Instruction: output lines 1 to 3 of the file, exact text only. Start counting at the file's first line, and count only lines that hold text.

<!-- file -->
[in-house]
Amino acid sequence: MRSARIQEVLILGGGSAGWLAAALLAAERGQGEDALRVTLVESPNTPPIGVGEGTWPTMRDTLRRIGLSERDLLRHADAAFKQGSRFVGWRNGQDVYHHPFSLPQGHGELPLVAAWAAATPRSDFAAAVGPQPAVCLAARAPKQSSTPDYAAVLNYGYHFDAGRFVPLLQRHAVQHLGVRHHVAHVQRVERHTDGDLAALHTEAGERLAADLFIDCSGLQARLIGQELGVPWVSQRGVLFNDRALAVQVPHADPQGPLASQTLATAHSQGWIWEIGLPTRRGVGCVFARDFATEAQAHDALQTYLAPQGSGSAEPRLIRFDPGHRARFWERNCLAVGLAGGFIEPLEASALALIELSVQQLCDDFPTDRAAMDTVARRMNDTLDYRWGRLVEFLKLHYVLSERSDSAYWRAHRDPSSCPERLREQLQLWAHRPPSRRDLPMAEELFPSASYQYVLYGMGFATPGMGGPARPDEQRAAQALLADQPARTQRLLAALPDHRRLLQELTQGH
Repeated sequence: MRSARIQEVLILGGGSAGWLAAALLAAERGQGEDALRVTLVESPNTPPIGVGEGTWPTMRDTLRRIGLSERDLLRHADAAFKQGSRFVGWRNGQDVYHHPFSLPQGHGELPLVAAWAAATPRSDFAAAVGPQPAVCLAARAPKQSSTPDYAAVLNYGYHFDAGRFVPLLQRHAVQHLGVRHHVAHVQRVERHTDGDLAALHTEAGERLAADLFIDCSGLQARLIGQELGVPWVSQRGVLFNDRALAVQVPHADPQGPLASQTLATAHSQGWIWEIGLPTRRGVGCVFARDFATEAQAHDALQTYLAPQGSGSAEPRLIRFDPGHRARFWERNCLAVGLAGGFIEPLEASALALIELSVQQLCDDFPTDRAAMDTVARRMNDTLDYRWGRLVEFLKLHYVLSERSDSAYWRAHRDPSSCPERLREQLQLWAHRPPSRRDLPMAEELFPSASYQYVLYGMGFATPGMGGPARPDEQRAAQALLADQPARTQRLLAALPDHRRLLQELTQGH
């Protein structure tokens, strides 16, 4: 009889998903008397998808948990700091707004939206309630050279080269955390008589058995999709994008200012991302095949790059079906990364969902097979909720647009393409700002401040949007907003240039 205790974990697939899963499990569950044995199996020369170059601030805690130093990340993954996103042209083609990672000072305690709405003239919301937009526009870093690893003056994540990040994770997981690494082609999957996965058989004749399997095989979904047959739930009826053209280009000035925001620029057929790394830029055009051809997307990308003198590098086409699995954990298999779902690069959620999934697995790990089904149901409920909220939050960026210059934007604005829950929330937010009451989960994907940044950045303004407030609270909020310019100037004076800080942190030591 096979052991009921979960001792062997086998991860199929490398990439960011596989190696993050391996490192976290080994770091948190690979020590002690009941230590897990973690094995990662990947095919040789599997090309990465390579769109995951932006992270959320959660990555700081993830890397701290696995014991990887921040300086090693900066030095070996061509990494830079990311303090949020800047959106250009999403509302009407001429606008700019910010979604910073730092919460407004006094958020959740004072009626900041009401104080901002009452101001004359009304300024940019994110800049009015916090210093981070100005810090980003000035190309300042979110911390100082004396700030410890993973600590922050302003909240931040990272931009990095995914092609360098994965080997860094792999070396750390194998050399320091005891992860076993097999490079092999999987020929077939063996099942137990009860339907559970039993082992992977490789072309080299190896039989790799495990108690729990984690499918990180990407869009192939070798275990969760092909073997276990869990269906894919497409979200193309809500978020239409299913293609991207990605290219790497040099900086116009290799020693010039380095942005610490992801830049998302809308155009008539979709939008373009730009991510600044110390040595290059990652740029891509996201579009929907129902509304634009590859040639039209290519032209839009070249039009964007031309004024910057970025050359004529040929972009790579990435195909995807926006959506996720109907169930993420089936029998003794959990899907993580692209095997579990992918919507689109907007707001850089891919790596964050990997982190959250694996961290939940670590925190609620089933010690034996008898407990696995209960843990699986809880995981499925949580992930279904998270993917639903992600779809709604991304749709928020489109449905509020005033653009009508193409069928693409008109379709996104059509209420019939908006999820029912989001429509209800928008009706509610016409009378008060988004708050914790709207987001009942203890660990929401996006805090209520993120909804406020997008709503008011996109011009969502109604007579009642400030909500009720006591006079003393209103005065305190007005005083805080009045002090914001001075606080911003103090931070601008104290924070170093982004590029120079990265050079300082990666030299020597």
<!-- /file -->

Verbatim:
[in-house]
Amino acid sequence: MRSARIQEVLILGGGSAGWLAAALLAAERGQGEDALRVTLVESPNTPPIGVGEGTWPTMRDTLRRIGLSERDLLRHADAAFKQGSRFVGWRNGQDVYHHPFSLPQGHGELPLVAAWAAATPRSDFAAAVGPQPAVCLAARAPKQSSTPDYAAVLNYGYHFDAGRFVPLLQRHAVQHLGVRHHVAHVQRVERHTDGDLAALHTEAGERLAADLFIDCSGLQARLIGQELGVPWVSQRGVLFNDRALAVQVPHADPQGPLASQTLATAHSQGWIWEIGLPTRRGVGCVFARDFATEAQAHDALQTYLAPQGSGSAEPRLIRFDPGHRARFWERNCLAVGLAGGFIEPLEASALALIELSVQQLCDDFPTDRAAMDTVARRMNDTLDYRWGRLVEFLKLHYVLSERSDSAYWRAHRDPSSCPERLREQLQLWAHRPPSRRDLPMAEELFPSASYQYVLYGMGFATPGMGGPARPDEQRAAQALLADQPARTQRLLAALPDHRRLLQELTQGH
Repeated sequence: MRSARIQEVLILGGGSAGWLAAALLAAERGQGEDALRVTLVESPNTPPIGVGEGTWPTMRDTLRRIGLSERDLLRHADAAFKQGSRFVGWRNGQDVYHHPFSLPQGHGELPLVAAWAAATPRSDFAAAVGPQPAVCLAARAPKQSSTPDYAAVLNYGYHFDAGRFVPLLQRHAVQHLGVRHHVAHVQRVERHTDGDLAALHTEAGERLAADLFIDCSGLQARLIGQELGVPWVSQRGVLFNDRALAVQVPHADPQGPLASQTLATAHSQGWIWEIGLPTRRGVGCVFARDFATEAQAHDALQTYLAPQGSGSAEPRLIRFDPGHRARFWERNCLAVGLAGGFIEPLEASALALIELSVQQLCDDFPTDRAAMDTVARRMNDTLDYRWGRLVEFLKLHYVLSERSDSAYWRAHRDPSSCPERLREQLQLWAHRPPSRRDLPMAEELFPSASYQYVLYGMGFATPGMGGPARPDEQRAAQALLADQPARTQRLLAALPDHRRLLQELTQGH